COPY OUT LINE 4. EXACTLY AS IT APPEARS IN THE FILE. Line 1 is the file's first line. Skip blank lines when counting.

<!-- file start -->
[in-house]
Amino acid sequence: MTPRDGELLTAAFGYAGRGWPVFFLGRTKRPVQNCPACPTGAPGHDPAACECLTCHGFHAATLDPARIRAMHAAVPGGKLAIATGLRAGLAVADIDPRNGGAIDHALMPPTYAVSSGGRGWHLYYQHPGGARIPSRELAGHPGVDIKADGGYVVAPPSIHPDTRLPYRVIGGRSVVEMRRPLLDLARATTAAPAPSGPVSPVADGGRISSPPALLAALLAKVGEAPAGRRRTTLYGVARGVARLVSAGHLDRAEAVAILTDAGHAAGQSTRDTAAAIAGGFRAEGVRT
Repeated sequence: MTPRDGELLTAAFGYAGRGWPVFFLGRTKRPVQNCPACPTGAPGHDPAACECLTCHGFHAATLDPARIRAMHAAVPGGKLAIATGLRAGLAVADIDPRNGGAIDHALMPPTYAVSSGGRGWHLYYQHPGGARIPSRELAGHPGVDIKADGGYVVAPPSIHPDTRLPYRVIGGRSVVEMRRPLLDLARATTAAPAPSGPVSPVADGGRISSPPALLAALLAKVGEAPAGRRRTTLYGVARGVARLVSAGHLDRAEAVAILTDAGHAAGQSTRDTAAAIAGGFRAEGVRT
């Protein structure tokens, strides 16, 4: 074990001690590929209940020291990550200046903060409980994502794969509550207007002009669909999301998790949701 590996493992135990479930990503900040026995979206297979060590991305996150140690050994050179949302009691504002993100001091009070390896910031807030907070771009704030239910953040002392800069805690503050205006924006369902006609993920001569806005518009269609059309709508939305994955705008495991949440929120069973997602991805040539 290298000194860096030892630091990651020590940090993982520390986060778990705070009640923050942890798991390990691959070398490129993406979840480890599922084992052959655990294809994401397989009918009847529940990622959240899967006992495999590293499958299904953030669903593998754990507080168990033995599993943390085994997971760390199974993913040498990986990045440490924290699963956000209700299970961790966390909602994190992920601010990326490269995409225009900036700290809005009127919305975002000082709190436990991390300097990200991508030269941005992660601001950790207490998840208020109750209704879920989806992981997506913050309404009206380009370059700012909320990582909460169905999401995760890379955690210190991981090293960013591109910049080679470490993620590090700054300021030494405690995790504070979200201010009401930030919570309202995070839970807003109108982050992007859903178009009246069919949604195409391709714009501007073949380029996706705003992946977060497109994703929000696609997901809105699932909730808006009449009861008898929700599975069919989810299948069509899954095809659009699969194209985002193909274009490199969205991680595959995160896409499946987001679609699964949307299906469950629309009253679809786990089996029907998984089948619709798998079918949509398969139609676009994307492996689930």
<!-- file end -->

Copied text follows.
């Protein structure tokens, strides 16, 4: 074990001690590929209940020291990550200046903060409980994502794969509550207007002009669909999301998790949701 590996493992135990479930990503900040026995979206297979060590991305996150140690050994050179949302009691504002993100001091009070390896910031807030907070771009704030239910953040002392800069805690503050205006924006369902006609993920001569806005518009269609059309709508939305994955705008495991949440929120069973997602991805040539 290298000194860096030892630091990651020590940090993982520390986060778990705070009640923050942890798991390990691959070398490129993406979840480890599922084992052959655990294809994401397989009918009847529940990622959240899967006992495999590293499958299904953030669903593998754990507080168990033995599993943390085994997971760390199974993913040498990986990045440490924290699963956000209700299970961790966390909602994190992920601010990326490269995409225009900036700290809005009127919305975002000082709190436990991390300097990200991508030269941005992660601001950790207490998840208020109750209704879920989806992981997506913050309404009206380009370059700012909320990582909460169905999401995760890379955690210190991981090293960013591109910049080679470490993620590090700054300021030494405690995790504070979200201010009401930030919570309202995070839970807003109108982050992007859903178009009246069919949604195409391709714009501007073949380029996706705003992946977060497109994703929000696609997901809105699932909730808006009449009861008898929700599975069919989810299948069509899954095809659009699969194209985002193909274009490199969205991680595959995160896409499946987001679609699964949307299906469950629309009253679809786990089996029907998984089948619709798998079918949509398969139609676009994307492996689930």